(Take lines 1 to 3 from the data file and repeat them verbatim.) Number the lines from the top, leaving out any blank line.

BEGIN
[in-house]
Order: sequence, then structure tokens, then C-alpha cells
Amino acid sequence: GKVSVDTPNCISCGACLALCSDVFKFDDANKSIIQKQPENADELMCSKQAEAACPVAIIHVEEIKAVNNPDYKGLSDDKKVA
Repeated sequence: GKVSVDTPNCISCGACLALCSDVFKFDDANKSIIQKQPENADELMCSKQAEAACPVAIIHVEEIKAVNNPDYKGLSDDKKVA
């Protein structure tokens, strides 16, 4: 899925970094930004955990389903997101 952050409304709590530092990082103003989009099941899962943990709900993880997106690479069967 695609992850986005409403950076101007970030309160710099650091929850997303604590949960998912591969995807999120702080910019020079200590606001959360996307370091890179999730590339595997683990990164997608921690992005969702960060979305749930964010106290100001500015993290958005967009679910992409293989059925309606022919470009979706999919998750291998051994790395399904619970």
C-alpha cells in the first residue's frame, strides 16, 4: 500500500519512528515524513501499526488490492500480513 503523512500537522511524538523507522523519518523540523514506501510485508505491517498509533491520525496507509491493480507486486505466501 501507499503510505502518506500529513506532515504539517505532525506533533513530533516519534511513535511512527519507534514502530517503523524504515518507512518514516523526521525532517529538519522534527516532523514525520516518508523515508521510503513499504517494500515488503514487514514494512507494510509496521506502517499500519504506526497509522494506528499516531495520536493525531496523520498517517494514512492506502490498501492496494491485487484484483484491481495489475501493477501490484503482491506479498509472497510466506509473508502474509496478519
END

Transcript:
[in-house]
Order: sequence, then structure tokens, then C-alpha cells
Amino acid sequence: GKVSVDTPNCISCGACLALCSDVFKFDDANKSIIQKQPENADELMCSKQAEAACPVAIIHVEEIKAVNNPDYKGLSDDKKVA